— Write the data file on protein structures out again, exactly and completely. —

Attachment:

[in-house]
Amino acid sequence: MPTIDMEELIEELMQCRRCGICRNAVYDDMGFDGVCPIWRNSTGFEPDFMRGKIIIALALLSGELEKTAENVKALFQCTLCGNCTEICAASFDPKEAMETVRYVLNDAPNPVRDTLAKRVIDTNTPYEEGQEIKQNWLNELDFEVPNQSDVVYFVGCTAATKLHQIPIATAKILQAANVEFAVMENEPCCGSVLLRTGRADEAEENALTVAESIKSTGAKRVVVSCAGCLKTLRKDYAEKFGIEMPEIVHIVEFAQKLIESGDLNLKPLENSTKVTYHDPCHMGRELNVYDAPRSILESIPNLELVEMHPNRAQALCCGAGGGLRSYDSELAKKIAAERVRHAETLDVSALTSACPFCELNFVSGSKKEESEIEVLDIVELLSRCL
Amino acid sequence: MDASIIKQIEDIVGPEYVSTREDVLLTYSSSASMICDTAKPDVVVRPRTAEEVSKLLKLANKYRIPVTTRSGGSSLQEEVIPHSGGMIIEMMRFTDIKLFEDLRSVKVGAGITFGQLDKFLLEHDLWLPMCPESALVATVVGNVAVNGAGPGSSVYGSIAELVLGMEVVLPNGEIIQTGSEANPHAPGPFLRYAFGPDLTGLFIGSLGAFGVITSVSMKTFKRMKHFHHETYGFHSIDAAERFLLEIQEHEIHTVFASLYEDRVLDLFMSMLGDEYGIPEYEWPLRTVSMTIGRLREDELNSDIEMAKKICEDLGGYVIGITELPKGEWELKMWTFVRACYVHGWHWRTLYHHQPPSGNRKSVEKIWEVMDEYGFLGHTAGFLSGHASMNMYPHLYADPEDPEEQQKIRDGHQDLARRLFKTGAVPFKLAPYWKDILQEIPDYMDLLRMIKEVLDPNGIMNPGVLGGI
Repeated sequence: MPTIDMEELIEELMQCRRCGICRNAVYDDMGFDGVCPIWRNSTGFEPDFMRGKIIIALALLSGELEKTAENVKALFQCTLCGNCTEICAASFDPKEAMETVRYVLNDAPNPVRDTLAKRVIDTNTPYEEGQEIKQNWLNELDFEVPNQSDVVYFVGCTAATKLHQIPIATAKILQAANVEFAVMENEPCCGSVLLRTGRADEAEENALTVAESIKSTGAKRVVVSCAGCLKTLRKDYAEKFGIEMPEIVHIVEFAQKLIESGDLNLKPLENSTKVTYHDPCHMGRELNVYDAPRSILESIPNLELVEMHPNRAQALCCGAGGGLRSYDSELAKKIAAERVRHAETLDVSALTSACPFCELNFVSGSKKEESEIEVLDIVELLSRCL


[in-house]
Amino acid sequence: MPTIDMEELIEELMQCRRCGICRNAVYDDMGFDGVCPIWRNSTGFEPDFMRGKIIIALALLSGELEKTAENVKALFQCTLCGNCTEICAASFDPKEAMETVRYVLNDAPNPVRDTLAKRVIDTNTPYEEGQEIKQNWLNELDFEVPNQSDVVYFVGCTAATKLHQIPIATAKILQAANVEFAVMENEPCCGSVLLRTGRADEAEENALTVAESIKSTGAKRVVVSCAGCLKTLRKDYAEKFGIEMPEIVHIVEFAQKLIESGDLNLKPLENSTKVTYHDPCHMGRELNVYDAPRSILESIPNLELVEMHPNRAQALCCGAGGGLRSYDSELAKKIAAERVRHAETLDVSALTSACPFCELNFVSGSKKEESEIEVLDIVELLSRCL
Amino acid sequence: MDASIIKQIEDIVGPEYVSTREDVLLTYSSSASMICDTAKPDVVVRPRTAEEVSKLLKLANKYRIPVTTRSGGSSLQEEVIPHSGGMIIEMMRFTDIKLFEDLRSVKVGAGITFGQLDKFLLEHDLWLPMCPESALVATVVGNVAVNGAGPGSSVYGSIAELVLGMEVVLPNGEIIQTGSEANPHAPGPFLRYAFGPDLTGLFIGSLGAFGVITSVSMKTFKRMKHFHHETYGFHSIDAAERFLLEIQEHEIHTVFASLYEDRVLDLFMSMLGDEYGIPEYEWPLRTVSMTIGRLREDELNSDIEMAKKICEDLGGYVIGITELPKGEWELKMWTFVRACYVHGWHWRTLYHHQPPSGNRKSVEKIWEVMDEYGFLGHTAGFLSGHASMNMYPHLYADPEDPEEQQKIRDGHQDLARRLFKTGAVPFKLAPYWKDILQEIPDYMDLLRMIKEVLDPNGIMNPGVLGGI
Repeated sequence: MPTIDMEELIEELMQCRRCGICRNAVYDDMGFDGVCPIWRNSTGFEPDFMRGKIIIALALLSGELEKTAENVKALFQCTLCGNCTEICAASFDPKEAMETVRYVLNDAPNPVRDTLAKRVIDTNTPYEEGQEIKQNWLNELDFEVPNQSDVVYFVGCTAATKLHQIPIATAKILQAANVEFAVMENEPCCGSVLLRTGRADEAEENALTVAESIKSTGAKRVVVSCAGCLKTLRKDYAEKFGIEMPEIVHIVEFAQKLIESGDLNLKPLENSTKVTYHDPCHMGRELNVYDAPRSILESIPNLELVEMHPNRAQALCCGAGGGLRSYDSELAKKIAAERVRHAETLDVSALTSACPFCELNFVSGSKKEESEIEVLDIVELLSRCL